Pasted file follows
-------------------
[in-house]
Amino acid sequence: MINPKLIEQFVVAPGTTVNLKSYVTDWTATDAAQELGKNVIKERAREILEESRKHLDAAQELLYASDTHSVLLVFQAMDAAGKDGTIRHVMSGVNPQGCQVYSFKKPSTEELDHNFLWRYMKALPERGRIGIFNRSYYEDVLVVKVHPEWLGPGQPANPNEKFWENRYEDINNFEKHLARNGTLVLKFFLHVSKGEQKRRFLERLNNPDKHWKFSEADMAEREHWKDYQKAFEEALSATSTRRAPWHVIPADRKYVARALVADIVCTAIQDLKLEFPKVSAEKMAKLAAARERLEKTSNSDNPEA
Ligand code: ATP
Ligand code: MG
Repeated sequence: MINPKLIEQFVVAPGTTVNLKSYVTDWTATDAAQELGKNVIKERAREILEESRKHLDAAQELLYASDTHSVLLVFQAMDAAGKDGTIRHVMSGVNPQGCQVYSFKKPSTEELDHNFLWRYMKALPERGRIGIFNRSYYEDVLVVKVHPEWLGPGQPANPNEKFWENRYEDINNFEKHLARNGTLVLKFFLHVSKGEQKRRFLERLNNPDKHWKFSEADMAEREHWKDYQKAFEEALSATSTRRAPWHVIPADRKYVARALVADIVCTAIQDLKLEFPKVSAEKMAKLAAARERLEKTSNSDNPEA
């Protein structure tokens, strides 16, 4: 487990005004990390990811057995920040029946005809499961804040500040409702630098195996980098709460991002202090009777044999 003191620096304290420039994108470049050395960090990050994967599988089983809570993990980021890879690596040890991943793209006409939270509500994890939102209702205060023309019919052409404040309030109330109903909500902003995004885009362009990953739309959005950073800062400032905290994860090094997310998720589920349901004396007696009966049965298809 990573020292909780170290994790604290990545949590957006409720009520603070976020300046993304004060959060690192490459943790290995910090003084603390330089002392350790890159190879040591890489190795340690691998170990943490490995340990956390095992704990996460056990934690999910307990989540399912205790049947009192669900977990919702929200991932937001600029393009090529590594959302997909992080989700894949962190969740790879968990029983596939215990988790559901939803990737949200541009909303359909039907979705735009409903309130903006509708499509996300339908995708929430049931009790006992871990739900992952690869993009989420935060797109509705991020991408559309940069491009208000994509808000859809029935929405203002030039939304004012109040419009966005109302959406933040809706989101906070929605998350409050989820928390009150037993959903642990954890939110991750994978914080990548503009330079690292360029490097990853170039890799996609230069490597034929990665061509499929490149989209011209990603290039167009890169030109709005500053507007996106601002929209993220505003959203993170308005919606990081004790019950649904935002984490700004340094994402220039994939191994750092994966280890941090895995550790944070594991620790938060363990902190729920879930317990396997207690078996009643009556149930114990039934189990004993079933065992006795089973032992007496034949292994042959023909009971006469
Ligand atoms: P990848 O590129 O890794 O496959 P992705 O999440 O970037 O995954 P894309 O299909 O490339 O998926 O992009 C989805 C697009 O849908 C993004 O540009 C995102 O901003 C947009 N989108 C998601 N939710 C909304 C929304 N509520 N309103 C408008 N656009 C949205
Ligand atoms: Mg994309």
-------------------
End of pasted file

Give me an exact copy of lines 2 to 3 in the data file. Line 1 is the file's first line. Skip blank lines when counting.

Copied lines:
Amino acid sequence: MINPKLIEQFVVAPGTTVNLKSYVTDWTATDAAQELGKNVIKERAREILEESRKHLDAAQELLYASDTHSVLLVFQAMDAAGKDGTIRHVMSGVNPQGCQVYSFKKPSTEELDHNFLWRYMKALPERGRIGIFNRSYYEDVLVVKVHPEWLGPGQPANPNEKFWENRYEDINNFEKHLARNGTLVLKFFLHVSKGEQKRRFLERLNNPDKHWKFSEADMAEREHWKDYQKAFEEALSATSTRRAPWHVIPADRKYVARALVADIVCTAIQDLKLEFPKVSAEKMAKLAAARERLEKTSNSDNPEA
Ligand code: ATP